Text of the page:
A mile north of Chateau Chantal, Brys Estate is making its ice wine debut with a "dry" approach. South African winemaker Cornel Olivier has a passion for dry whites--75% of his production has no residual sugar. While his ice wine will not technically be defined as "dry"--there's no way to convert all that sugar to alcohol--he's giving it a push in that direction.
Two other interesting variables: Brys Estate is a new winery, with vineyards comprised exclusively of young vines planted in 2004. Unlike his neighbors, Olivier had a touch of botrytis--less than 5% by weight. "A small amount I see as a good thing," he says. "It adds complexity."
< br />Olivier pressed the Clone 198 Riesling for six or seven hours and racked the juice in an area "heated" to 25°. The juice came off the press at 44° Brix (vs. Johnson's 64° Brix). Olivier says his will be higher in alcohol and less sweet than traditional ice wine.
"It's going to age really well," he says. "It's not flabby. Nice acidity. I'm very happy with it right now. It has good mouthfeel and, opening the tank, it has good fruit. Tropical fruit, citrus, peach and apricot." Olivier says he has enough must to make 500 bottles, which will debut for sale this September or October.
High Risk, High Reward
Making ice wine every year is a goal of Johnson's, but in some years it's not feasible. In 2003, for example, a warm week in February snapped with a day that was -14°F. In the aftermath, only 11% of the crop was left, and the winemakers decided to pick everything they could in the fall and make it into table wine.
And then sometimes, the ice wine crop just fails on the vine. In 2001, the weather didn't get cold enough to harvest until mid-January. So many grapes had fallen in the winds or been scavenged that the yield from the full acre of vines was about the weight of a linebacker--an unpressable 240 pounds. That's $45,000 down the drain.
Chateau Chantal harvested its ice wine crop on Dec. 6, 2005, a yield of just one ton.
The single ton of grapes Johnson picked will make 700 375ml bottles of ice wine. Sold at $60 per bottle, this year's ice wine has a potential sales value of $42,000. But if the grapes had been processed in the fall, the same acreage would have produced 3,000 $15 bottles of Riesling for a total potential value of $45,000. By this math, Chateau Chantal is losing $3,000 in gross revenue to make ice wine, and risking a loss of the entire acre's harvest, as happened in 2001.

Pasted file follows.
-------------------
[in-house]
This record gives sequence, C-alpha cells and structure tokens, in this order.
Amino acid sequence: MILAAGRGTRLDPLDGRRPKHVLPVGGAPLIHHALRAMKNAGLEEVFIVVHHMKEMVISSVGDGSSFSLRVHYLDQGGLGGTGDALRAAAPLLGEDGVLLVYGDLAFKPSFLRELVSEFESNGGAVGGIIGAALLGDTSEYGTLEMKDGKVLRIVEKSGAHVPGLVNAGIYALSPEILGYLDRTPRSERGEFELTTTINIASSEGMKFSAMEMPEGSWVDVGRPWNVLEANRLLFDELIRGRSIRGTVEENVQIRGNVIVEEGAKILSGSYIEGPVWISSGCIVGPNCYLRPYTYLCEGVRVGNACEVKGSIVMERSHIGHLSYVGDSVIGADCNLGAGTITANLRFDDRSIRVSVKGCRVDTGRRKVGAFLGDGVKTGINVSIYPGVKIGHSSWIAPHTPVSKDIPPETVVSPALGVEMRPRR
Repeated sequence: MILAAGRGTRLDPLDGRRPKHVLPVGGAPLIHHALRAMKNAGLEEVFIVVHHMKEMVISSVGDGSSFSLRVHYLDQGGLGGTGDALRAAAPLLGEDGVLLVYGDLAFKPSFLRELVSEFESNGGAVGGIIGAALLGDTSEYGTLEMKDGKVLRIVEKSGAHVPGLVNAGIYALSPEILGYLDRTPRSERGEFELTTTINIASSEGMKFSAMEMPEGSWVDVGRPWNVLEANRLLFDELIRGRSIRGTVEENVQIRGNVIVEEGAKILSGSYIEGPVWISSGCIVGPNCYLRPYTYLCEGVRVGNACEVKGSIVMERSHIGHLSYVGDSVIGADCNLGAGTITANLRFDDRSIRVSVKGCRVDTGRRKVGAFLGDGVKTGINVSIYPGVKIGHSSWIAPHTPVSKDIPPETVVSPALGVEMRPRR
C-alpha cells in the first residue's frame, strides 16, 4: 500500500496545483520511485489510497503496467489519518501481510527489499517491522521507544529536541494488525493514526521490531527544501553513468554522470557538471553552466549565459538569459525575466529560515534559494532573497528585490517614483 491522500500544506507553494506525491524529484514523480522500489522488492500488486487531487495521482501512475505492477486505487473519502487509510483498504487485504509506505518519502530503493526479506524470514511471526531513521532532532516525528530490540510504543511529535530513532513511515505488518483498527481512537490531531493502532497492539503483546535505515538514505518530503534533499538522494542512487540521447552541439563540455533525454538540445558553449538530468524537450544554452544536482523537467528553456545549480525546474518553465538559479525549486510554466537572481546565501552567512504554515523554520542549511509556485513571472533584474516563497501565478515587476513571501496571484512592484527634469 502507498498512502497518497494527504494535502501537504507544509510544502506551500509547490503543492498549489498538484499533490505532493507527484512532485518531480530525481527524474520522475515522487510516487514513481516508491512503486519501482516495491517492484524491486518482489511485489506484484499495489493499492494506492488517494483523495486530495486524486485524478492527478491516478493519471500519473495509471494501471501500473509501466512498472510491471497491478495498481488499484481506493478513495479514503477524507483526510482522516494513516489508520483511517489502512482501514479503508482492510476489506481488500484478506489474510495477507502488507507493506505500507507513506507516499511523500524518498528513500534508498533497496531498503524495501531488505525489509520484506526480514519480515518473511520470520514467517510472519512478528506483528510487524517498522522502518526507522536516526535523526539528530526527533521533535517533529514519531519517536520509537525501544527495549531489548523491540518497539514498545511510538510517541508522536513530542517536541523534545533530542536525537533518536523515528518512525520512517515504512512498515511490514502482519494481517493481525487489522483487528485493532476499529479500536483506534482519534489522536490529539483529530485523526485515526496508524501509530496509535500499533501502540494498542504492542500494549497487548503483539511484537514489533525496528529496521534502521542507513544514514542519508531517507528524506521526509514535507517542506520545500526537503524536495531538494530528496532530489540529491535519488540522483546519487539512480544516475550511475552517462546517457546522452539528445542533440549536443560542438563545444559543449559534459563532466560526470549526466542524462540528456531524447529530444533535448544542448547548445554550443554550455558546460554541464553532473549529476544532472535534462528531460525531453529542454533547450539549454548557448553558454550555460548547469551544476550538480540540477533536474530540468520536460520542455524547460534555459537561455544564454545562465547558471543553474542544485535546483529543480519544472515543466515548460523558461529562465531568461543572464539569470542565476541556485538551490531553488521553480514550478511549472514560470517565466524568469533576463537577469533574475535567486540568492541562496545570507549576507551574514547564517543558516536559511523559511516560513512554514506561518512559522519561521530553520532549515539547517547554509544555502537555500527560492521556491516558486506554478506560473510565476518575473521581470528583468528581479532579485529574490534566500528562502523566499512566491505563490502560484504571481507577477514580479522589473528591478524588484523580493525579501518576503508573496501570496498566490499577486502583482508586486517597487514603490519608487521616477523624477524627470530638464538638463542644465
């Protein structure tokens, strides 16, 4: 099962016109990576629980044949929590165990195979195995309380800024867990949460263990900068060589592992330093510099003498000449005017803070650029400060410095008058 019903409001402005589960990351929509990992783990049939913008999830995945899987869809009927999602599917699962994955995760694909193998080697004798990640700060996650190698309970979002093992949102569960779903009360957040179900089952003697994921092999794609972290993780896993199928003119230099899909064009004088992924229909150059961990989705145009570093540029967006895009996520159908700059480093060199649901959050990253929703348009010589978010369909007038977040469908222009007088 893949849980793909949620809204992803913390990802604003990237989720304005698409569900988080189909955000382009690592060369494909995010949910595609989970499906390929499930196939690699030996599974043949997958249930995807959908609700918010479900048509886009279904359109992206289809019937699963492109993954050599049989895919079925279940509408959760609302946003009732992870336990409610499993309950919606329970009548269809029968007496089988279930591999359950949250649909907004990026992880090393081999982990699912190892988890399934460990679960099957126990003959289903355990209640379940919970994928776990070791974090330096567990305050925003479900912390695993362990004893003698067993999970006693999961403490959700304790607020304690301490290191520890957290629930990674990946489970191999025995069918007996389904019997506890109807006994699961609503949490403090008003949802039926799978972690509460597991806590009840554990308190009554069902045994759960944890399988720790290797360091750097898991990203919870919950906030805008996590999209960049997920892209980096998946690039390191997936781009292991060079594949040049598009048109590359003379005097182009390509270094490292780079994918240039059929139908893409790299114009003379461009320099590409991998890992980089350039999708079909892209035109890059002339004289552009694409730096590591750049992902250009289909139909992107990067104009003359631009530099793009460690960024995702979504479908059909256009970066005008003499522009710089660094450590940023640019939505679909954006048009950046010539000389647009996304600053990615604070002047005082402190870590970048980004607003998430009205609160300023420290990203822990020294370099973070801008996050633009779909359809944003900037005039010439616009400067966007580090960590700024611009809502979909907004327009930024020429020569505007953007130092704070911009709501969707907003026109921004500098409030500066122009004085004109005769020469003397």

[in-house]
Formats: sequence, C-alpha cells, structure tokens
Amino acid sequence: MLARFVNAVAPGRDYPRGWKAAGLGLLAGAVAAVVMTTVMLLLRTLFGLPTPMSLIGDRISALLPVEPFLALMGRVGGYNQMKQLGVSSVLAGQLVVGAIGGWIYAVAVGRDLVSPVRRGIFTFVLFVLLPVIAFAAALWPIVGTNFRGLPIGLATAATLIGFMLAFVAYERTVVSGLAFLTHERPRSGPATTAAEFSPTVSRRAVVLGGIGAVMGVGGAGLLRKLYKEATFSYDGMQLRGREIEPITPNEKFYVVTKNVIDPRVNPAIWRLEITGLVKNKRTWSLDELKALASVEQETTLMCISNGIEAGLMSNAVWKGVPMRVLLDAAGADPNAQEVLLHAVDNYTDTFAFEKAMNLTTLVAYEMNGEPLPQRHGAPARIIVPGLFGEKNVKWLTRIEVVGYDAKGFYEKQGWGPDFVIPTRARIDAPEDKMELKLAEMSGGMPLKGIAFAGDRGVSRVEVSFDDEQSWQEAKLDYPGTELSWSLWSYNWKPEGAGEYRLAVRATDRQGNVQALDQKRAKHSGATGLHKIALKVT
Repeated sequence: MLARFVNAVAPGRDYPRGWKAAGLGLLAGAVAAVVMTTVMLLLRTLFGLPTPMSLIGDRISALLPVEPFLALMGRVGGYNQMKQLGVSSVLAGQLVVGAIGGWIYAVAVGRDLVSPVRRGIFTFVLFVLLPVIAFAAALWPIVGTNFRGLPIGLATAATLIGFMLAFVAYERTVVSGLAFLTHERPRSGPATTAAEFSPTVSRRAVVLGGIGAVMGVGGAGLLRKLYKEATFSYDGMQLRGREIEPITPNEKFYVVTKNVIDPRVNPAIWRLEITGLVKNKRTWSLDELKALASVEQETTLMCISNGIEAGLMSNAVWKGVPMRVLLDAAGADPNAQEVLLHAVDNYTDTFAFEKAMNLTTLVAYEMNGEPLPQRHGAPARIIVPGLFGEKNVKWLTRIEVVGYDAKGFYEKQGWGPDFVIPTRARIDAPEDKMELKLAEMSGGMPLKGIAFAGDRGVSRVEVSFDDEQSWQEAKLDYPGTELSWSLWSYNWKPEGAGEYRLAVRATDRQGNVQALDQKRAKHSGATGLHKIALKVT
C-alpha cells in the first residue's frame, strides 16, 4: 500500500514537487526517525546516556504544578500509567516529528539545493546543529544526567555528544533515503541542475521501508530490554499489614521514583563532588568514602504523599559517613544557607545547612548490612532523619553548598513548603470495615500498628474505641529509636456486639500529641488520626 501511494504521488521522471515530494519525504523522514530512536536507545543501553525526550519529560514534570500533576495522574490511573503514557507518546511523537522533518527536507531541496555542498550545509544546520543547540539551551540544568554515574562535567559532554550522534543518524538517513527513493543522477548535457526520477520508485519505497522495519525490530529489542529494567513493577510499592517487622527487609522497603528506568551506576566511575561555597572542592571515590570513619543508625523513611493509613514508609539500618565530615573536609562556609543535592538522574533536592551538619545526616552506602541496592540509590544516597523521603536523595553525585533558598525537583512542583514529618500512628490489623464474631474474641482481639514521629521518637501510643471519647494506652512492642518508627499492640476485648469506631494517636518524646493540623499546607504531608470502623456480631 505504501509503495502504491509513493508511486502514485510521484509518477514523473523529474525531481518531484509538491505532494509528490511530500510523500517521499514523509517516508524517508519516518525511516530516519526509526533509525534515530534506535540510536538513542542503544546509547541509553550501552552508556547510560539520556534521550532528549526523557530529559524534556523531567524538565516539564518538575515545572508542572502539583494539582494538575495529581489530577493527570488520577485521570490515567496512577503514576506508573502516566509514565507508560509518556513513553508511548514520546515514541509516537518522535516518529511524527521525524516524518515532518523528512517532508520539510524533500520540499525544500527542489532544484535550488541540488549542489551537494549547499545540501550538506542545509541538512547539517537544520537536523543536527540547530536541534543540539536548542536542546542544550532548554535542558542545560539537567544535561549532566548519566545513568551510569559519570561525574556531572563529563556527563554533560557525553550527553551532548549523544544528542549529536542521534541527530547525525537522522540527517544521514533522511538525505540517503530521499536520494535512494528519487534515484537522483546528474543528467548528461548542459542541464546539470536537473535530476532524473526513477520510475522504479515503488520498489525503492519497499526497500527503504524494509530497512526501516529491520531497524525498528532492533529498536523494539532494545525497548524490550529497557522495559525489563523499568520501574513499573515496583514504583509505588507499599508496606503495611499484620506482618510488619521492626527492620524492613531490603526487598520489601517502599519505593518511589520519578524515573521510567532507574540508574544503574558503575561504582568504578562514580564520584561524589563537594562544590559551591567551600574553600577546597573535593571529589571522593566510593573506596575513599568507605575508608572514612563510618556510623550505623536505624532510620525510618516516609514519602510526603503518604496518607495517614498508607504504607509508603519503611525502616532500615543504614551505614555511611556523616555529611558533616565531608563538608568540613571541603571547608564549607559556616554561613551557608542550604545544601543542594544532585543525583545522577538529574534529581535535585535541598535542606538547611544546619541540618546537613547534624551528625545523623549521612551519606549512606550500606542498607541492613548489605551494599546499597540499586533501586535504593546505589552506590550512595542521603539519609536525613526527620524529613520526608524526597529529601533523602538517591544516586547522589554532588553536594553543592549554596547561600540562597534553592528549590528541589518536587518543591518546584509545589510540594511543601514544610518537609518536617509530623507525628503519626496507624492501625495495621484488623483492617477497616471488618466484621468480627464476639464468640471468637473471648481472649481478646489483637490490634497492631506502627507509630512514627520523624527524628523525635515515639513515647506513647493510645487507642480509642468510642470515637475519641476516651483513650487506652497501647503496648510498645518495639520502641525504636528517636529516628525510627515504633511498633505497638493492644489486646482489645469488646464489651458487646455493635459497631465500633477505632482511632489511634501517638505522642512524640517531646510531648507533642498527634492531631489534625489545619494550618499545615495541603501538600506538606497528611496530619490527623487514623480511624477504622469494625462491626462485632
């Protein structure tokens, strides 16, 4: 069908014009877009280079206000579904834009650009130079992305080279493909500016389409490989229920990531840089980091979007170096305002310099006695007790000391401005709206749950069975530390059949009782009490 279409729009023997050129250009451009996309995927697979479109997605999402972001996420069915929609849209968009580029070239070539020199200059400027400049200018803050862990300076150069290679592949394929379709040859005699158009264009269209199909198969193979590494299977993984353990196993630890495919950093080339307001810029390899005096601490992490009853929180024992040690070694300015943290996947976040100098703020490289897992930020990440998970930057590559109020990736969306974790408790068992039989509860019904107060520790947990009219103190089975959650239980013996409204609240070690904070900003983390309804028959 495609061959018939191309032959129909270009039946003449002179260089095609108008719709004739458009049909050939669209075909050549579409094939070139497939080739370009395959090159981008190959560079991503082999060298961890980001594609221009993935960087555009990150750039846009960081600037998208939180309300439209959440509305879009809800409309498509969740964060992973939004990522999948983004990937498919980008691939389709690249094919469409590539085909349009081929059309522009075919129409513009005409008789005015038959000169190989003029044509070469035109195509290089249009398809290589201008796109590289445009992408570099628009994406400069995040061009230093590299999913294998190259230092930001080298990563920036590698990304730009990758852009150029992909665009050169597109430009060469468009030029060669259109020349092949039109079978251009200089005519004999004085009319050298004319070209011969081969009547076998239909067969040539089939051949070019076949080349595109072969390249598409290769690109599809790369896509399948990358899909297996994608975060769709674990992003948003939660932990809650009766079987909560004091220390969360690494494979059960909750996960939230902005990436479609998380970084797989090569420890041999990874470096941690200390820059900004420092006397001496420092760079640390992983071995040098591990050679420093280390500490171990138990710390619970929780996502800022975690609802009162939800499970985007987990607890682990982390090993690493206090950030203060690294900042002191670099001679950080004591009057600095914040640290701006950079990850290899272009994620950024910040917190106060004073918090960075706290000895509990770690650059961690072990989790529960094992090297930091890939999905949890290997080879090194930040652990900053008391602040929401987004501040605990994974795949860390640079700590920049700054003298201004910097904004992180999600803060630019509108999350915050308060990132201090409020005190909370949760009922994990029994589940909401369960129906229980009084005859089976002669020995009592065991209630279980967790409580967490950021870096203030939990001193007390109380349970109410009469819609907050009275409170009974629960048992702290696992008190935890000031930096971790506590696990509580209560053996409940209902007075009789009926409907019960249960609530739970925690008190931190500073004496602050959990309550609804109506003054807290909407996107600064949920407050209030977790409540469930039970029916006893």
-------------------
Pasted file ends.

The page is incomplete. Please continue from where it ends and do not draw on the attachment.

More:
Olivier at Brys Estate said that the bottom line for his ice wine project looked better--thanks to his excellent yield.
On Dec. 7, Olivier harvested roughly half the acreage Johnson did the day before, and got nearly the same tonnage. For the half-acre more that Johnson harvested--valued at $22,500--he only got 18 more gallons of ice wine must than Olivier. At 16 cents per milliliter, every drop counts.
Chateau Chantal averaged 700 bottles per acre, Chateau Grand Traverse got 933 bottles per acre and Brys Estate managed a high of 1,000 bottles per acre. It's no wonder that Olivier is looking forward to harvesting a full acre of ice wine next year.
They Do It Anyway
Beyond the mystical draw and the extreme-sports-style challenge, Johnson will also admit that he makes ice wine for the prestige and cachet.
A good ice wine is almost certain to bring home a medal or two, and Johnson reports that during the first 15 years he made it, he never once harvested without a local camera crew filming for the evening news. "And I've been talking to you for an hour now, haven't I?" he says of the publicity value.
Ulterior motives aside, Johnson says, "I do think that natural ice wine is something incredibly special, and it's quite rare. And as long as we can do it that way, we will."
(Todd Spencer is a Michigan native who writes from San Francisco. He has written for salon.com, rollingstone.com and reported for a variety of NPR programs. Contact him through firstname.lastname@example.org)